Sneak peak: Pendragon – The life of George Isaccs, colonial wordsmith

Thanks to our friends at Wakefield Press, here is a sneak peak into Pendragon – The life of George Isaacs, colonial wordsmith written by Anne Black.

Youth and The Hesperus,

1825-1844

It may be too fanciful to presume, that every century has produced an average amount of genius, and that the superiority of one age over another has been less owing to any caprice of nature, than to extraordinary events which have developed great minds, that otherwise might have lived and died in obscurity; George Isaacs, 1843

“On Valentine’s Day 1876, an impoverished man died at a hotel in the centre of Adelaide. In keeping with his Jewish heritage, he was quickly dispatched to the West Terrace Cemetery, where, with no family present, he was buried without pomp. His grave was unmarked by a stone; his memory damned for posterity by an obituary soon published in the South Australian Register. It labelled him ‘a thorough Bohemian’. Such was the end of George Isaacs, the little-known author of the first novel published in South Australia.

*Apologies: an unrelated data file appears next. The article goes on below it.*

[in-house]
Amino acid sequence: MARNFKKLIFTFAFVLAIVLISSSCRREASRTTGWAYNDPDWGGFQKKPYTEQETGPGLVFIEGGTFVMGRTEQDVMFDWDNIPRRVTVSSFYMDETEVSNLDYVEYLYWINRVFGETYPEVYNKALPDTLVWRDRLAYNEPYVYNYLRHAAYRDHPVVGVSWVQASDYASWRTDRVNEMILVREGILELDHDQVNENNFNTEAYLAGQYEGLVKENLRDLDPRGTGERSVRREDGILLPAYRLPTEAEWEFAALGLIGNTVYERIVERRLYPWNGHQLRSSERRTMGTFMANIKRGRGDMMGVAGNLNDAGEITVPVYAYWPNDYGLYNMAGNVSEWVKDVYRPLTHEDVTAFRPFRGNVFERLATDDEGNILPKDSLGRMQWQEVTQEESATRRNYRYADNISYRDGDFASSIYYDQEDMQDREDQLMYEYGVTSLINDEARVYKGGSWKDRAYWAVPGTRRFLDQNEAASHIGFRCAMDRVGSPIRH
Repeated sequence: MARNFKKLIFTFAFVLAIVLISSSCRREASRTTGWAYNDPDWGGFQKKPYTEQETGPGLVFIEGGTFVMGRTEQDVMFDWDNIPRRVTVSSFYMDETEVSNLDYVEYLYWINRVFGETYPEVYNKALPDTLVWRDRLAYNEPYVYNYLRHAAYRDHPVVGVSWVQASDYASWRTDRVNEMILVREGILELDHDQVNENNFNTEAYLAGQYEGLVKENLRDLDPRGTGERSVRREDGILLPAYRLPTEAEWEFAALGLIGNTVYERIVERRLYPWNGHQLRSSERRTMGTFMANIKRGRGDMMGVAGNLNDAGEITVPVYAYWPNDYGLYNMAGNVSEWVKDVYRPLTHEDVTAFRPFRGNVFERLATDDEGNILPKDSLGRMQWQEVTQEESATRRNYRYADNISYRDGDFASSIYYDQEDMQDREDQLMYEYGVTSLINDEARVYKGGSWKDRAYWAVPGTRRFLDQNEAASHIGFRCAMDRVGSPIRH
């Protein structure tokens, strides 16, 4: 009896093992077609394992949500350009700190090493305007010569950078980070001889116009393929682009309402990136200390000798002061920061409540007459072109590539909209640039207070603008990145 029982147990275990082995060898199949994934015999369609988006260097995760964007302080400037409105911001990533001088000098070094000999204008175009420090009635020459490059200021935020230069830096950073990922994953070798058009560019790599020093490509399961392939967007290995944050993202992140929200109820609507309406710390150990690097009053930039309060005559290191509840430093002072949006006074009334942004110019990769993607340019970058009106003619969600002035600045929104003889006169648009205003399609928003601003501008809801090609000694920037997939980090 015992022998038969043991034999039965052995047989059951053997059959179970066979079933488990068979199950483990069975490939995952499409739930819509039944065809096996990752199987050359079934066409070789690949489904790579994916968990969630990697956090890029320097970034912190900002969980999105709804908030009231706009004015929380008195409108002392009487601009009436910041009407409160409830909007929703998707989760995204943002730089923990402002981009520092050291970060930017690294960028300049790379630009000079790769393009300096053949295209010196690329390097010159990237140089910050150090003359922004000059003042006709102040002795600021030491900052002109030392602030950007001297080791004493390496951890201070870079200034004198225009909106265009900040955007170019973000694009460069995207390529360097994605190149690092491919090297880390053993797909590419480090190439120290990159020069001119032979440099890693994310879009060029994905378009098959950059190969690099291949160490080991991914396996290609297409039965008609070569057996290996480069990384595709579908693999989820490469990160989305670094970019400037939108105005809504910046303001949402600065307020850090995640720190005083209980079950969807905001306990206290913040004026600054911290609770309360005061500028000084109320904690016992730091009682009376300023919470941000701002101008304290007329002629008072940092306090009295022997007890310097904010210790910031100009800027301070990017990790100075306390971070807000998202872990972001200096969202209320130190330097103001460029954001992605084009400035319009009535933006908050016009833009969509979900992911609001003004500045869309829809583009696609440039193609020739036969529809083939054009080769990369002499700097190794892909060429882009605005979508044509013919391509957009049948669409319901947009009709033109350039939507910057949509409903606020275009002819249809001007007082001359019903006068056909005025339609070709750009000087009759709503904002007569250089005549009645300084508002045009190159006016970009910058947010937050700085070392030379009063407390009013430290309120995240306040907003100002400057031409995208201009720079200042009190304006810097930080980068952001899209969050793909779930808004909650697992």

Whether writing under his own name or under his apt pseudonym, ‘A.Pendragon’, Isaacs captured the dynamic atmosphere of his era in his written works, but he did not fit comfortably into colonial society. Set apart by an unconventional private life, his fierce intelligence and his willingness to speak and write his mind, Isaacs was an intellectual larrikin who led a surprisingly varied life across two hemispheres and two Australian colonies.”

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